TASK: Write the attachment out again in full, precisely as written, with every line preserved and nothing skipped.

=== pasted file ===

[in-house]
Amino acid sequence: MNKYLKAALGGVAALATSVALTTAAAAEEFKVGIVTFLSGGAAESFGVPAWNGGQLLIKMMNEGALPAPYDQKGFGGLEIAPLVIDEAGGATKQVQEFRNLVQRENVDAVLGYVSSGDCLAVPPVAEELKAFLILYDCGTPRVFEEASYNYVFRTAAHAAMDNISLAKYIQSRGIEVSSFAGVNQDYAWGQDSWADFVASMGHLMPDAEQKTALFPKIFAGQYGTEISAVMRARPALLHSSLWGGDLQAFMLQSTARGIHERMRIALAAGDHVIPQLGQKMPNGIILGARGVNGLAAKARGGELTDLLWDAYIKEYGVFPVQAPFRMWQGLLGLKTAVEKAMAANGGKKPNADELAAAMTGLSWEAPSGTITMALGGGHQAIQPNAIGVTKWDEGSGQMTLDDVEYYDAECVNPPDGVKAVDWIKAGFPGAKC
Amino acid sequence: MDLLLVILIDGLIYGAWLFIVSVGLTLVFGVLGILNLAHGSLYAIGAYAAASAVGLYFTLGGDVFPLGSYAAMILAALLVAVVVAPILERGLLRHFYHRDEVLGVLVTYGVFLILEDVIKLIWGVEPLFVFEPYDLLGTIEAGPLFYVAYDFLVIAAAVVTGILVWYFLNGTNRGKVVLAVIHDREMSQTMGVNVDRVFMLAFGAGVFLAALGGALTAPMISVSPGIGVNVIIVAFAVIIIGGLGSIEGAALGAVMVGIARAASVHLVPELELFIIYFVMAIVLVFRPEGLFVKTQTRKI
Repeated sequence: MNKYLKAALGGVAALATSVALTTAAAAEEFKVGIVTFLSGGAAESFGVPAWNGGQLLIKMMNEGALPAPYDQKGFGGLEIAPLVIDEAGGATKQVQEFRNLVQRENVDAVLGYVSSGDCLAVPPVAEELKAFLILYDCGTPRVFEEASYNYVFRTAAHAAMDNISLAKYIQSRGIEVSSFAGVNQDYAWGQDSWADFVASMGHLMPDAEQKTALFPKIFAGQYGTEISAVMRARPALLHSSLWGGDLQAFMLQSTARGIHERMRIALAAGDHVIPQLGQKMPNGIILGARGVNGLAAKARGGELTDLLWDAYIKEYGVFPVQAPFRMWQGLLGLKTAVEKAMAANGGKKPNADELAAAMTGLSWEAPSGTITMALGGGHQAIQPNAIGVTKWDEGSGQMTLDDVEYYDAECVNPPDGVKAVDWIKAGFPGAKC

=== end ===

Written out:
[in-house]
Amino acid sequence: MNKYLKAALGGVAALATSVALTTAAAAEEFKVGIVTFLSGGAAESFGVPAWNGGQLLIKMMNEGALPAPYDQKGFGGLEIAPLVIDEAGGATKQVQEFRNLVQRENVDAVLGYVSSGDCLAVPPVAEELKAFLILYDCGTPRVFEEASYNYVFRTAAHAAMDNISLAKYIQSRGIEVSSFAGVNQDYAWGQDSWADFVASMGHLMPDAEQKTALFPKIFAGQYGTEISAVMRARPALLHSSLWGGDLQAFMLQSTARGIHERMRIALAAGDHVIPQLGQKMPNGIILGARGVNGLAAKARGGELTDLLWDAYIKEYGVFPVQAPFRMWQGLLGLKTAVEKAMAANGGKKPNADELAAAMTGLSWEAPSGTITMALGGGHQAIQPNAIGVTKWDEGSGQMTLDDVEYYDAECVNPPDGVKAVDWIKAGFPGAKC
Amino acid sequence: MDLLLVILIDGLIYGAWLFIVSVGLTLVFGVLGILNLAHGSLYAIGAYAAASAVGLYFTLGGDVFPLGSYAAMILAALLVAVVVAPILERGLLRHFYHRDEVLGVLVTYGVFLILEDVIKLIWGVEPLFVFEPYDLLGTIEAGPLFYVAYDFLVIAAAVVTGILVWYFLNGTNRGKVVLAVIHDREMSQTMGVNVDRVFMLAFGAGVFLAALGGALTAPMISVSPGIGVNVIIVAFAVIIIGGLGSIEGAALGAVMVGIARAASVHLVPELELFIIYFVMAIVLVFRPEGLFVKTQTRKI
Repeated sequence: MNKYLKAALGGVAALATSVALTTAAAAEEFKVGIVTFLSGGAAESFGVPAWNGGQLLIKMMNEGALPAPYDQKGFGGLEIAPLVIDEAGGATKQVQEFRNLVQRENVDAVLGYVSSGDCLAVPPVAEELKAFLILYDCGTPRVFEEASYNYVFRTAAHAAMDNISLAKYIQSRGIEVSSFAGVNQDYAWGQDSWADFVASMGHLMPDAEQKTALFPKIFAGQYGTEISAVMRARPALLHSSLWGGDLQAFMLQSTARGIHERMRIALAAGDHVIPQLGQKMPNGIILGARGVNGLAAKARGGELTDLLWDAYIKEYGVFPVQAPFRMWQGLLGLKTAVEKAMAANGGKKPNADELAAAMTGLSWEAPSGTITMALGGGHQAIQPNAIGVTKWDEGSGQMTLDDVEYYDAECVNPPDGVKAVDWIKAGFPGAKC